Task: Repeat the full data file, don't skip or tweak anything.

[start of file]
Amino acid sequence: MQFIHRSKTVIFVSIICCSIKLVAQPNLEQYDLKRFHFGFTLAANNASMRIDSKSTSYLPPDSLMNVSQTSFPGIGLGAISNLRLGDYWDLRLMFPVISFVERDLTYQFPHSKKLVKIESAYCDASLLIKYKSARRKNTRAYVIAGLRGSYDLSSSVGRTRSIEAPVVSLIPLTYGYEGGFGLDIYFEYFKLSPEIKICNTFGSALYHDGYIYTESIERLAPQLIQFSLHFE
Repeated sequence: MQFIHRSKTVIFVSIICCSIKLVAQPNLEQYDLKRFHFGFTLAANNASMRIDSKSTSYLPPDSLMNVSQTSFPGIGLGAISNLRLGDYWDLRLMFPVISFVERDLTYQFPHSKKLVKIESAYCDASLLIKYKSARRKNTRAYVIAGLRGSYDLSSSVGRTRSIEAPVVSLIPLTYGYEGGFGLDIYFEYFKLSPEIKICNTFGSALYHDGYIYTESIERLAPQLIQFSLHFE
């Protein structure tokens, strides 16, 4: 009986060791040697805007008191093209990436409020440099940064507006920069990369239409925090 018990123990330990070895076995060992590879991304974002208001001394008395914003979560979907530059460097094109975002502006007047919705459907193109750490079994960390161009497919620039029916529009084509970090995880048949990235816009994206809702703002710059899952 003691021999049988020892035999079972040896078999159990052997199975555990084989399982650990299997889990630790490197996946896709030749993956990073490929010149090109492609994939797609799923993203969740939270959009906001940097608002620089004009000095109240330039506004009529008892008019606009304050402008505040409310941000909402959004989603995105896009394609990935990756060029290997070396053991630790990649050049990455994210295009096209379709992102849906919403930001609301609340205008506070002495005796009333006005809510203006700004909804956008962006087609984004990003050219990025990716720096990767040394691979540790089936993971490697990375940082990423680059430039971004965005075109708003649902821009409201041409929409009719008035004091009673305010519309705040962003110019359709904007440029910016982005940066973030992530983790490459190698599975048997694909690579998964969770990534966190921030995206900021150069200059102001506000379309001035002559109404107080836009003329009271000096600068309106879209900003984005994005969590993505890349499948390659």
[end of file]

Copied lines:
Amino acid sequence: MQFIHRSKTVIFVSIICCSIKLVAQPNLEQYDLKRFHFGFTLAANNASMRIDSKSTSYLPPDSLMNVSQTSFPGIGLGAISNLRLGDYWDLRLMFPVISFVERDLTYQFPHSKKLVKIESAYCDASLLIKYKSARRKNTRAYVIAGLRGSYDLSSSVGRTRSIEAPVVSLIPLTYGYEGGFGLDIYFEYFKLSPEIKICNTFGSALYHDGYIYTESIERLAPQLIQFSLHFE
Repeated sequence: MQFIHRSKTVIFVSIICCSIKLVAQPNLEQYDLKRFHFGFTLAANNASMRIDSKSTSYLPPDSLMNVSQTSFPGIGLGAISNLRLGDYWDLRLMFPVISFVERDLTYQFPHSKKLVKIESAYCDASLLIKYKSARRKNTRAYVIAGLRGSYDLSSSVGRTRSIEAPVVSLIPLTYGYEGGFGLDIYFEYFKLSPEIKICNTFGSALYHDGYIYTESIERLAPQLIQFSLHFE
């Protein structure tokens, strides 16, 4: 009986060791040697805007008191093209990436409020440099940064507006920069990369239409925090 018990123990330990070895076995060992590879991304974002208001001394008395914003979560979907530059460097094109975002502006007047919705459907193109750490079994960390161009497919620039029916529009084509970090995880048949990235816009994206809702703002710059899952 003691021999049988020892035999079972040896078999159990052997199975555990084989399982650990299997889990630790490197996946896709030749993956990073490929010149090109492609994939797609799923993203969740939270959009906001940097608002620089004009000095109240330039506004009529008892008019606009304050402008505040409310941000909402959004989603995105896009394609990935990756060029290997070396053991630790990649050049990455994210295009096209379709992102849906919403930001609301609340205008506070002495005796009333006005809510203006700004909804956008962006087609984004990003050219990025990716720096990767040394691979540790089936993971490697990375940082990423680059430039971004965005075109708003649902821009409201041409929409009719008035004091009673305010519309705040962003110019359709904007440029910016982005940066973030992530983790490459190698599975048997694909690579998964969770990534966190921030995206900021150069200059102001506000379309001035002559109404107080836009003329009271000096600068309106879209900003984005994005969590993505890349499948390659």